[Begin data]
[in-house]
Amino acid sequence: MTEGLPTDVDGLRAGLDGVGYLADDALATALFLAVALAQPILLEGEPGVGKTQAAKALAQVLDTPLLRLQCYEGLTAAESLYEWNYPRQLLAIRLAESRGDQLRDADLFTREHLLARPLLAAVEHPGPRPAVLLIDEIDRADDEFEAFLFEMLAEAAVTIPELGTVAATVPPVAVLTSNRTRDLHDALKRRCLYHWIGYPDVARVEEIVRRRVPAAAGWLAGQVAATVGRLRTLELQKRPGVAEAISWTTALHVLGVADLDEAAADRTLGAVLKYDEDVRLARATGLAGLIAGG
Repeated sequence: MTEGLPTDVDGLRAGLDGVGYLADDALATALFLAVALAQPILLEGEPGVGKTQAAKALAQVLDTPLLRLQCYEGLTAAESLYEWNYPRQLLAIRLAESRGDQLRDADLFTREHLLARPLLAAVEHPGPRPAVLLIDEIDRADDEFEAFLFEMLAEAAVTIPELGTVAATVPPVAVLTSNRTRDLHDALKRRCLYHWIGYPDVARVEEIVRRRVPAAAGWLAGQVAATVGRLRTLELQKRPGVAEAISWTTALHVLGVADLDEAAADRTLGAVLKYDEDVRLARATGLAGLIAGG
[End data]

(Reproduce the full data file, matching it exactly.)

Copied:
[in-house]
Amino acid sequence: MTEGLPTDVDGLRAGLDGVGYLADDALATALFLAVALAQPILLEGEPGVGKTQAAKALAQVLDTPLLRLQCYEGLTAAESLYEWNYPRQLLAIRLAESRGDQLRDADLFTREHLLARPLLAAVEHPGPRPAVLLIDEIDRADDEFEAFLFEMLAEAAVTIPELGTVAATVPPVAVLTSNRTRDLHDALKRRCLYHWIGYPDVARVEEIVRRRVPAAAGWLAGQVAATVGRLRTLELQKRPGVAEAISWTTALHVLGVADLDEAAADRTLGAVLKYDEDVRLARATGLAGLIAGG
Repeated sequence: MTEGLPTDVDGLRAGLDGVGYLADDALATALFLAVALAQPILLEGEPGVGKTQAAKALAQVLDTPLLRLQCYEGLTAAESLYEWNYPRQLLAIRLAESRGDQLRDADLFTREHLLARPLLAAVEHPGPRPAVLLIDEIDRADDEFEAFLFEMLAEAAVTIPELGTVAATVPPVAVLTSNRTRDLHDALKRRCLYHWIGYPDVARVEEIVRRRVPAAAGWLAGQVAATVGRLRTLELQKRPGVAEAISWTTALHVLGVADLDEAAADRTLGAVLKYDEDVRLARATGLAGLIAGG